Yoga Synthesis: Ashtanga Vinyasa Ė Short FormRaji Thron
Year Released: 2006
Video Fitness reviews may not be copied, quoted, or posted elsewhere without the permission of the reviewer
Iím reviewing this workout after previewing it a couple of times.
General workout breakdown: This yoga DVD contains an abbreviated first series of the ashtanga vinyasa school of yoga. Poses in the 60-65-min. sequence include the following:
Even Balanced Standing (Samastithi) with cultivation of Mula Bandha and Uddiyana Bandha
Sun Salutation A (Surya Namaskar A) & Sun Salutation B (Surya Namaskar B) (several series of each in turn)
Forward Bend Ė Big Toe Hold (Padanghushtasana) & Forward Bend Ė Hand Under Foot (Padahastasana)
Triangle (Trikonasana) & Twisting Triangle (Parivrita Trikonasana)
2nd Warrior (Virabhadrasana II) into Extended Angle (Parshvakonasana)
1st Warrior (Virabhadrasana I) into Twisting Extended Angle (Parivrita Parshvakonasa)
Straddle Forward Bend (Prasarita Padotanasana) Ė 4 variations (hands on floor, hands on hips, hands clasped behind back, fingers around toes)
Side Forward Bend (Parshvotanasana)
Extended Leg Balance Ė Big Toe Hold (Utthita Hasta Padangushtasana)
Vinyasa into Staff Posture (Dandasana), Sitting Forward Bend (Paschimotanasana), and Reverse Plank
Half Lotus Forward Bend (Ardha Baddha Padma Paschimotanasana), Half Hero Forward Bend (Traianga Eka Pada Paschimotanasana), and Head to Knee (Janushirshasana), with vinyasa in between
Marichyís Twist A (Marichyasana A) and Marichyís Twist C (Marichyasana C), with vinyasa in between
Cobbler (Baddha Konasana), with forward bend, and Wide Angle (Upavishta Konasana) Ė both forward bend and rocking back to balance
Plow (Halasana), rolling forward into Wide Angle
Reclined Leg Stretches
Backbends: Shoulder Stand Bridge (Setubandha Sarvangasana) and/or Upward Facing Bow (Urdva Dhanurasana), into Sitting Forward Bend
Shoulderstand (Sarvangasana), coming out into plow and then back up with lotus or crossed legs
Fish (Matsyasana), with several variations presented
Headstand (Shirshasana), coming out into childís pose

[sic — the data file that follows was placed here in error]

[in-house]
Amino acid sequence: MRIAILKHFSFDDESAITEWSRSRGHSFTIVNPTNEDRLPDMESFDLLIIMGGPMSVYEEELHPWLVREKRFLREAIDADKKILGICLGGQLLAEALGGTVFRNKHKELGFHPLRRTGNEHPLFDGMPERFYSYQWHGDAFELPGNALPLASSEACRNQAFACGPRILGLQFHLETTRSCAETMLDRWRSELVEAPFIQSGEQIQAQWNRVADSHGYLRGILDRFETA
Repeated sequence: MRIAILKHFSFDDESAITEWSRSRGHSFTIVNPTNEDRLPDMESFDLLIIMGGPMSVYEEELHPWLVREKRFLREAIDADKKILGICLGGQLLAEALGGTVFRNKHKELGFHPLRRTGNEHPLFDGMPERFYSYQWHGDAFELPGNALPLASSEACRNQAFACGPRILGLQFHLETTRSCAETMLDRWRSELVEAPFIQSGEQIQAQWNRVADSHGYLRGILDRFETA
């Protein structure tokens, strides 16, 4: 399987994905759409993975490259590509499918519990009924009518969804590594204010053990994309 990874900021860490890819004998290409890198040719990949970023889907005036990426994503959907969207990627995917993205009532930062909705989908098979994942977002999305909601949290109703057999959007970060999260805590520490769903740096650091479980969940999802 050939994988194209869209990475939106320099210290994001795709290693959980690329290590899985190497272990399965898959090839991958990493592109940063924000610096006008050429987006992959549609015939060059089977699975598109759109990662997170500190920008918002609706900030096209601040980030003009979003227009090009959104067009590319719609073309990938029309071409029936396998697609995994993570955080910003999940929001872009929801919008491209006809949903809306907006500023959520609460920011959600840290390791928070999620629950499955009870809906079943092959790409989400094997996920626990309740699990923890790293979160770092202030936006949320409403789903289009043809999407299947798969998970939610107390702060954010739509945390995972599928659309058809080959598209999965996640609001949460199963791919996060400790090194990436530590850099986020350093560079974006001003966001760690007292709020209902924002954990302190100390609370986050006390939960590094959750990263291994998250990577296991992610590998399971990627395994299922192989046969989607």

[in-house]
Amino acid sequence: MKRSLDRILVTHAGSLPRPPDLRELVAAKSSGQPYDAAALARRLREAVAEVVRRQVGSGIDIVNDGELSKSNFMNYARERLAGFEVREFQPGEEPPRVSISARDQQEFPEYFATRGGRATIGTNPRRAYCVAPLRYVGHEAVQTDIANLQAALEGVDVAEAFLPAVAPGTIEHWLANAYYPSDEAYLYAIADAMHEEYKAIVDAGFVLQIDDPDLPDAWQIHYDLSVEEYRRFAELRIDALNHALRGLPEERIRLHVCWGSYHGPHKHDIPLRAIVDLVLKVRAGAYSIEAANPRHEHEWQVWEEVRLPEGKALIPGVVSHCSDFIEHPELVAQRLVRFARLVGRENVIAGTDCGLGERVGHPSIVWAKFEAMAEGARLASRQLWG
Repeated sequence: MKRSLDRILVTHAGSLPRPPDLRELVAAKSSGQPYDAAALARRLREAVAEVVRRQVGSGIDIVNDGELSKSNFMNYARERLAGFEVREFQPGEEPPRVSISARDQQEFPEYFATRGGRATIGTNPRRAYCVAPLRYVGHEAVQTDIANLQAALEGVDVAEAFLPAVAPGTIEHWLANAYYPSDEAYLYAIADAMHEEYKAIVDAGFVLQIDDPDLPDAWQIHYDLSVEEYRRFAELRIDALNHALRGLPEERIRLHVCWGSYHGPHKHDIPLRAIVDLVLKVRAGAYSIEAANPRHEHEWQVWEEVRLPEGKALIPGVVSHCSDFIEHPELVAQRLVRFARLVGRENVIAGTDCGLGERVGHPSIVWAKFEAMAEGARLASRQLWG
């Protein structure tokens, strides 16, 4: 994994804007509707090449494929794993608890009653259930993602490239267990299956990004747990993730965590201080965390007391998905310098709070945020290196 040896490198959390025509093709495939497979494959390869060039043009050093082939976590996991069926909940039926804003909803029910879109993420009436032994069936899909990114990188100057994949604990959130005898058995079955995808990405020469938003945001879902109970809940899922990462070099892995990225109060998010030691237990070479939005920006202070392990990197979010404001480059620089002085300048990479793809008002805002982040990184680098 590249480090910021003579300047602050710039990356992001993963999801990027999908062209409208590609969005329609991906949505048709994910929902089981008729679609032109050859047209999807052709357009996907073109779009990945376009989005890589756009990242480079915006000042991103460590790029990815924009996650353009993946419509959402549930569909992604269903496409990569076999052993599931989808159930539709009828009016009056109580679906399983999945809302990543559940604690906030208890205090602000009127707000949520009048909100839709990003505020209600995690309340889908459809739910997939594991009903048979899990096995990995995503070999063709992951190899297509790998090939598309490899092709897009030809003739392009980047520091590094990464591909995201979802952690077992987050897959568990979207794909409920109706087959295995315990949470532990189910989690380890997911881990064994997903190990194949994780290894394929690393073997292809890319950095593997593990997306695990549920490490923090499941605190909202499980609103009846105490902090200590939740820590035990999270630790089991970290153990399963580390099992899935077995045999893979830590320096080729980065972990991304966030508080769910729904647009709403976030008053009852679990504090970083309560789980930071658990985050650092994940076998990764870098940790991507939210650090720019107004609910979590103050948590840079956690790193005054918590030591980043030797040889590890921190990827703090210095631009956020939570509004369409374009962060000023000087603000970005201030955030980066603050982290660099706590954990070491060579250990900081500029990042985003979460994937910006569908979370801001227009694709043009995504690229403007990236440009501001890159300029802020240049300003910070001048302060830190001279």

Yogic Seal (Yoga Mudrasana) into lotus or sukhasana with backs of hands on knees for meditation, then into lift
Relaxation / Corpse (Savasana)
Raji moves at a measured pace, never rushing, except maybe for the savasana, which is on the short side for such a long practice.
Level: Iíd recommend this to an experienced yogi(ni) practicing preferably at the low to mid-intermediate level. Although Ravi assumes youíre relatively new to the ashtanga short form series, he presumes that youíre already comfortable with most of the asanas included in the video. (In other words, he doesnít spend a lot of time with basic instruction.) Iím a perpetual beginner / intermediate, but a rash of health problems means that this practice is too strong for me and that Iíve been inspired to move away from vinyasa-heavy practices. I wish I had the strength and flexibility to tackle this program, however, because I enjoy Rajiís Inner Light Series.
Class: Raji and Rose perform the poses while Raji instructs via voiceover. Rose demonstrates modifications or substitutions (e.g. stepping instead of hopping back from standing forward bend into chaturanga, bridge instead of wheel).
Music: gentle, slowly regular chimes that give the practice a meditative feel.
Set: on the shore of a New Jersey lake as the sun is setting. From time to time a boat or bird passes by.
Production: good picture, clear sound. (This is a homemade production, so donít expect fancy cinematography.) There are a few different angles, most of which are from far enough away to give you a good view of everything, but the camera person can get zoom-happy at times. The voiceover and visuals usually match up well, although every once in a while one gets ahead of the other.
Equipment: yoga sticky mat (or equivalent). If you need a strap, block(s), blanket(s), etc., have them handy.
Space Requirements: enough space to do sun salutations, extend arms and legs while supine, space beyond you for plow, etc.
DVD Notes: In addition to the main program, the DVD also has previews for Raviís other videos.
Comments: Raji notes that he studied ashtanga with Richard Freeman and Pattabhi Jois (after his kundalini and Iyengar studies but before his training with Erich Schiffmann and Ganga White & Tracy Rich). Iím certainly no expert on the ashtanga series, so I have no idea exactly how closely this adheres to the traditional sequence, etc.
Thereís nothing fancy about this video, and thatís whatís great about it. Yeah, there are a few unpolished bits, like wiggling around to get into postures, reaching over to grab a prop, etc. I find these things kind of endearing, because this is a homemade production, after all. I feel like Iím watching real humans practice yoga genuinely.
Raji uses the Sanskrit names for poses interchangeably with the English ones. He doesnít spout flowery phrases, etc. Itís all about the yoga, connecting breath and movement in a graceful yoga flow.
Raji has a soothing, calm voice and speaks clearly, concisely, and precisely. He cues well, focusing exclusively on movement and breath, with no extraneous chatter. He does not spend a lot of time on basic form instruction, but he includes some nice form reminders. He comes off as accepting and genuine.